Please don’t take the test,” Faigy Klein*, my mentor, mother figure, and best friend, begged. “There’s no need to panic ahead of time.”
“But I need to know,” I said. “What if this baby tests positive for CF? What will I do?”
I was the mother of four little ones, two of whom had cystic fibrosis, a hereditary condition that affects the lungs and digestive system, and which had transformed our lives. My baby was just a year old when I began feeling unwell and discovered I was expecting my fifth child.
Since my husband and I were carriers of the CF gene, there was a 25 percent chance that this baby would test positive for the disease. By now I knew what that entailed—hours of exhausting therapy each day, frequent hospitalizations, and a constant struggle to help our children breathe despite the mucus clogging their lungs.
The thought of having yet a third child with CF threw me into a panic. I was unable to function. My doctor recommended that I take the CVS (chorionic villus sampling) test and undergo an amniocentesis so that I would know ahead of time and be able to prepare myself mentally. But Faigy, the mother of three children with CF, urged me to reconsider. There would be no purpose in taking the test and tormenting myself for months.
And then she said something astonishing. “If this new baby has cystic fibrosis, I promise to adopt him or her and raise the child as my own.”
“Do you really mean that?” I was stunned. Faigy, one of the most dedicated, caring mothers I have ever met, spent many hours each day advocating for her sons and daughter with cystic fibrosis, one of whom had recently undergone a double lung transplant. In addition, she had a large family of healthy children who needed her. But Faigy hadn’t said this just to calm me down.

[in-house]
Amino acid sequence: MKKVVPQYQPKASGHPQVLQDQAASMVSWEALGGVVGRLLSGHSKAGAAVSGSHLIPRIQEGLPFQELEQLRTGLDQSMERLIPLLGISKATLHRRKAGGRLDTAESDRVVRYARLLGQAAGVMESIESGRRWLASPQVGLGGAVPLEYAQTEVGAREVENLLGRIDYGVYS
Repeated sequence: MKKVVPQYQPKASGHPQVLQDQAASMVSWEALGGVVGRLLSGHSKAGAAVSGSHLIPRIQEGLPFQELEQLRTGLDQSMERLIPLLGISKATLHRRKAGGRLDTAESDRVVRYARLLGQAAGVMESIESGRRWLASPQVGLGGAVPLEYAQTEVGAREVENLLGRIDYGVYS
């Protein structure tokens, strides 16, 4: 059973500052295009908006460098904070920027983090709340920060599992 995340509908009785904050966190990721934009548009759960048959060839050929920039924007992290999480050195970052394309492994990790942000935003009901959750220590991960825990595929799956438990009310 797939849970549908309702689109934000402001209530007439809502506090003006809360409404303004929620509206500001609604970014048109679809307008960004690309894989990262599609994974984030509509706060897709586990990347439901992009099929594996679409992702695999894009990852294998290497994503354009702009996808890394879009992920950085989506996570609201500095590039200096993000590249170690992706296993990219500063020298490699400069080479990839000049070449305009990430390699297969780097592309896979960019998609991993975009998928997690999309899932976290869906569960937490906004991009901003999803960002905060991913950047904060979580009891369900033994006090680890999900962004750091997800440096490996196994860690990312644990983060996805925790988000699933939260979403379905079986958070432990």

“It would be my honor and privilege,” she said. “So please don’t torture yourself by taking the test. No good can come of it. Just take one day at a time and trust in Hashem.”
Faigy’s promise was what kept me sane during the harrowing few months that followed. It served as a lifeline when I was feeling overwhelmed and when I spent a long weekend in the hospital with one CF child while my husband was home caring for the other.
“If this baby has cystic fibrosis, I will accept Faigy Klein’s offer,” I told my husband late one night when I was feeling particularly distraught. I was nauseated and dizzy from lack of sleep and the burden weighing on my frail shoulders. “I need to be a mother to our other children.”
My husband didn’t say much; he just listened and validated me. “I think you should take it day by day,” he finally suggested. “Let’s not make plans now. There is a 75 percent chance that we will have a healthy child.”
“I know, but my heart tells me otherwise,” I responded.
I spent the rest of the night tossing and turning despite my exhaustion. Will I be neglecting my other children for a child with serious medical challenges? Perhaps I would be able to manage all three with a full-time nurse or nanny. In addition, how would I be able to face my children one day and explain to them that I had given away their baby brother or sister because I couldn’t handle it?
Besides, who said Faigy was really up to the challenge? Maybe she was just saying it to calm me down. She was in her 40s and had no strength to care for a newborn. How could I saddle her with such a burden? These thoughts haunted me day and night.
The months passed slowly. My doctors kept reminding me that the test was available if I wanted it, but I continued to remind them of our choice not to know. I spoke to Faigy regularly, often several times a day, and she kept reminding me of her promise.